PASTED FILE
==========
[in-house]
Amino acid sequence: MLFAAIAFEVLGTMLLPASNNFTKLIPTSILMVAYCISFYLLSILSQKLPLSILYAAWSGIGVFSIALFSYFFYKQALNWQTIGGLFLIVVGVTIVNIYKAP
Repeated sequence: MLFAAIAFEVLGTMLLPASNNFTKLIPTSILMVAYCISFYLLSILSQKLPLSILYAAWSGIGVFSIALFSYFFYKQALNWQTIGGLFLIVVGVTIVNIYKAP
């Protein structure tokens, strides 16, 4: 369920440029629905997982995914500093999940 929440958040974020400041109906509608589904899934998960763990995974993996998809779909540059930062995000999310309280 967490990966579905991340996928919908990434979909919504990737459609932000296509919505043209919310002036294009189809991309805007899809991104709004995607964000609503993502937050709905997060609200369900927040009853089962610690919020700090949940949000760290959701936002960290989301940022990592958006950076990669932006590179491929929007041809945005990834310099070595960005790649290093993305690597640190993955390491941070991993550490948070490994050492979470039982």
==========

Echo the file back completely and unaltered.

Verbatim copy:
[in-house]
Amino acid sequence: MLFAAIAFEVLGTMLLPASNNFTKLIPTSILMVAYCISFYLLSILSQKLPLSILYAAWSGIGVFSIALFSYFFYKQALNWQTIGGLFLIVVGVTIVNIYKAP
Repeated sequence: MLFAAIAFEVLGTMLLPASNNFTKLIPTSILMVAYCISFYLLSILSQKLPLSILYAAWSGIGVFSIALFSYFFYKQALNWQTIGGLFLIVVGVTIVNIYKAP
């Protein structure tokens, strides 16, 4: 369920440029629905997982995914500093999940 929440958040974020400041109906509608589904899934998960763990995974993996998809779909540059930062995000999310309280 967490990966579905991340996928919908990434979909919504990737459609932000296509919505043209919310002036294009189809991309805007899809991104709004995607964000609503993502937050709905997060609200369900927040009853089962610690919020700090949940949000760290959701936002960290989301940022990592958006950076990669932006590179491929929007041809945005990834310099070595960005790649290093993305690597640190993955390491941070991993550490948070490994050492979470039982």